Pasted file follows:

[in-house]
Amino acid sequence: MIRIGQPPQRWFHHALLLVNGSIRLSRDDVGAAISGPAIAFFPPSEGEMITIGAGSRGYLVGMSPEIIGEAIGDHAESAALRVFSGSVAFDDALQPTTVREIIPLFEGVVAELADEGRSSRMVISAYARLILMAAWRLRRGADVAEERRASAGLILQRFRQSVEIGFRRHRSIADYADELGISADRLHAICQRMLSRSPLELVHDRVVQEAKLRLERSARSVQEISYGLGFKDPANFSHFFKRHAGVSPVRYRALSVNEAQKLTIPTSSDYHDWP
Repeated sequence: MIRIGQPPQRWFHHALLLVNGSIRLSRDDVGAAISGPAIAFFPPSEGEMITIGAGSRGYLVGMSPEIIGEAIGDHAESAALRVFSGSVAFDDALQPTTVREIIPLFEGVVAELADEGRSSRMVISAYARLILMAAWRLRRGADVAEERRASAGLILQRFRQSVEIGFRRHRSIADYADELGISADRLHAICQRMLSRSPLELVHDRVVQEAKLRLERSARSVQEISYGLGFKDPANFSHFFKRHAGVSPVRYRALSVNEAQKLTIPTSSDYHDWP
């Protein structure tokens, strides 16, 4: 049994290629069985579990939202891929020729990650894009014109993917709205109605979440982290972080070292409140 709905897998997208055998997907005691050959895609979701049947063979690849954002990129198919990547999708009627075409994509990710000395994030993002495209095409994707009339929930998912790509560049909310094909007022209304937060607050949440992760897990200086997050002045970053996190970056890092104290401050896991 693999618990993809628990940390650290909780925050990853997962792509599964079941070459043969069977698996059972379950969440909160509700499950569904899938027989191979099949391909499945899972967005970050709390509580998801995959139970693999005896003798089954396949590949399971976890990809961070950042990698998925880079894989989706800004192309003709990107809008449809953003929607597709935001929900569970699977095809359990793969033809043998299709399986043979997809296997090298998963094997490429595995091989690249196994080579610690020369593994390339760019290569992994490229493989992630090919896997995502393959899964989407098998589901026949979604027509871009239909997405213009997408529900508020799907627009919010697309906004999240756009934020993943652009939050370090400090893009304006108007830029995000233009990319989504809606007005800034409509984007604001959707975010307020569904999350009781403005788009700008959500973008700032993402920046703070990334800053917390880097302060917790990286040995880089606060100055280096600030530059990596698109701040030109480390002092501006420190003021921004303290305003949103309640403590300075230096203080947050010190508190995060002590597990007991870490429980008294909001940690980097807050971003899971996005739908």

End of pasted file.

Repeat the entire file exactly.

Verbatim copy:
[in-house]
Amino acid sequence: MIRIGQPPQRWFHHALLLVNGSIRLSRDDVGAAISGPAIAFFPPSEGEMITIGAGSRGYLVGMSPEIIGEAIGDHAESAALRVFSGSVAFDDALQPTTVREIIPLFEGVVAELADEGRSSRMVISAYARLILMAAWRLRRGADVAEERRASAGLILQRFRQSVEIGFRRHRSIADYADELGISADRLHAICQRMLSRSPLELVHDRVVQEAKLRLERSARSVQEISYGLGFKDPANFSHFFKRHAGVSPVRYRALSVNEAQKLTIPTSSDYHDWP
Repeated sequence: MIRIGQPPQRWFHHALLLVNGSIRLSRDDVGAAISGPAIAFFPPSEGEMITIGAGSRGYLVGMSPEIIGEAIGDHAESAALRVFSGSVAFDDALQPTTVREIIPLFEGVVAELADEGRSSRMVISAYARLILMAAWRLRRGADVAEERRASAGLILQRFRQSVEIGFRRHRSIADYADELGISADRLHAICQRMLSRSPLELVHDRVVQEAKLRLERSARSVQEISYGLGFKDPANFSHFFKRHAGVSPVRYRALSVNEAQKLTIPTSSDYHDWP
């Protein structure tokens, strides 16, 4: 049994290629069985579990939202891929020729990650894009014109993917709205109605979440982290972080070292409140 709905897998997208055998997907005691050959895609979701049947063979690849954002990129198919990547999708009627075409994509990710000395994030993002495209095409994707009339929930998912790509560049909310094909007022209304937060607050949440992760897990200086997050002045970053996190970056890092104290401050896991 693999618990993809628990940390650290909780925050990853997962792509599964079941070459043969069977698996059972379950969440909160509700499950569904899938027989191979099949391909499945899972967005970050709390509580998801995959139970693999005896003798089954396949590949399971976890990809961070950042990698998925880079894989989706800004192309003709990107809008449809953003929607597709935001929900569970699977095809359990793969033809043998299709399986043979997809296997090298998963094997490429595995091989690249196994080579610690020369593994390339760019290569992994490229493989992630090919896997995502393959899964989407098998589901026949979604027509871009239909997405213009997408529900508020799907627009919010697309906004999240756009934020993943652009939050370090400090893009304006108007830029995000233009990319989504809606007005800034409509984007604001959707975010307020569904999350009781403005788009700008959500973008700032993402920046703070990334800053917390880097302060917790990286040995880089606060100055280096600030530059990596698109701040030109480390002092501006420190003021921004303290305003949103309640403590300075230096203080947050010190508190995060002590597990007991870490429980008294909001940690980097807050971003899971996005739908």